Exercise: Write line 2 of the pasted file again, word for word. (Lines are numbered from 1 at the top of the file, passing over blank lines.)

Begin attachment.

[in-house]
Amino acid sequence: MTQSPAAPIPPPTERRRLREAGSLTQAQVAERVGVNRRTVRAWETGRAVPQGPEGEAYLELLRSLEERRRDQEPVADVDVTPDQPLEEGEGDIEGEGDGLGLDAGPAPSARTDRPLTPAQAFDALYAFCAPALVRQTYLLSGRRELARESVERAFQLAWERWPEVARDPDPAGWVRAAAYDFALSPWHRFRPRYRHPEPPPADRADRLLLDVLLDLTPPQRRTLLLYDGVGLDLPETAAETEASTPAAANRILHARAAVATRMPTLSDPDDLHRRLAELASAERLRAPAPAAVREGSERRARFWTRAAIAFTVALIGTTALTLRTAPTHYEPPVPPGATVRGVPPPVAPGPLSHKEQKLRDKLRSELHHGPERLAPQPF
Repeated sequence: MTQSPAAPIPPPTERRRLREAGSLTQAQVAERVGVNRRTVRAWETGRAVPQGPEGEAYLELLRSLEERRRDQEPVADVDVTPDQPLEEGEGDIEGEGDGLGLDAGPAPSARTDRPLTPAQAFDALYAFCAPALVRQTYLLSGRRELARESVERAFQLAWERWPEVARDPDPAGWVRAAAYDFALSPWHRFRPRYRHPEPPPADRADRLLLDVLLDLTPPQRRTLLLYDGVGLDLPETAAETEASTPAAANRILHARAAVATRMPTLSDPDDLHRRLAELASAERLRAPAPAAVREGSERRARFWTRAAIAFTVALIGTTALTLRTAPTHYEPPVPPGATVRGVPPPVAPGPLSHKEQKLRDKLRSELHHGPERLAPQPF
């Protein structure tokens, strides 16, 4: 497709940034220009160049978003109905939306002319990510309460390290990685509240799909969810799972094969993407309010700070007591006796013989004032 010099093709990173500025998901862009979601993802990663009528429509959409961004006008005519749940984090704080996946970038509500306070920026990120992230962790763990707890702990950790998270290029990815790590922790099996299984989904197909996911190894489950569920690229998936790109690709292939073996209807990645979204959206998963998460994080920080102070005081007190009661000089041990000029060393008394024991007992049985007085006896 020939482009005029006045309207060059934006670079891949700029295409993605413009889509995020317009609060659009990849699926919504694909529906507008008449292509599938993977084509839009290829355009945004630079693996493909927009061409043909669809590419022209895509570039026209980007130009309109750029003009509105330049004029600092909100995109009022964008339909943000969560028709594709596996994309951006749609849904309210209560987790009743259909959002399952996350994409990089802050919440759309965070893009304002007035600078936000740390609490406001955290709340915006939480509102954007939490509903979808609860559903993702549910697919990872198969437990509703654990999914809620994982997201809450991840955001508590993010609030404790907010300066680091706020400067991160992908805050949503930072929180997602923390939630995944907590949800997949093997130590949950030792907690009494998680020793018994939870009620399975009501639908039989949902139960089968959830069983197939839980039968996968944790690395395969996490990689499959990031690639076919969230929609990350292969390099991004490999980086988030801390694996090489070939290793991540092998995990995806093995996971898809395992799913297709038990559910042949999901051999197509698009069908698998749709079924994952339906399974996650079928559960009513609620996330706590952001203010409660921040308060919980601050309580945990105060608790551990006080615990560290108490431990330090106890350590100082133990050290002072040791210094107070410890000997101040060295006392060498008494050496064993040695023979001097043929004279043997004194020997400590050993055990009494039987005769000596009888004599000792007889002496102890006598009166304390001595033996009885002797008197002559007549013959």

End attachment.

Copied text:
Amino acid sequence: MTQSPAAPIPPPTERRRLREAGSLTQAQVAERVGVNRRTVRAWETGRAVPQGPEGEAYLELLRSLEERRRDQEPVADVDVTPDQPLEEGEGDIEGEGDGLGLDAGPAPSARTDRPLTPAQAFDALYAFCAPALVRQTYLLSGRRELARESVERAFQLAWERWPEVARDPDPAGWVRAAAYDFALSPWHRFRPRYRHPEPPPADRADRLLLDVLLDLTPPQRRTLLLYDGVGLDLPETAAETEASTPAAANRILHARAAVATRMPTLSDPDDLHRRLAELASAERLRAPAPAAVREGSERRARFWTRAAIAFTVALIGTTALTLRTAPTHYEPPVPPGATVRGVPPPVAPGPLSHKEQKLRDKLRSELHHGPERLAPQPF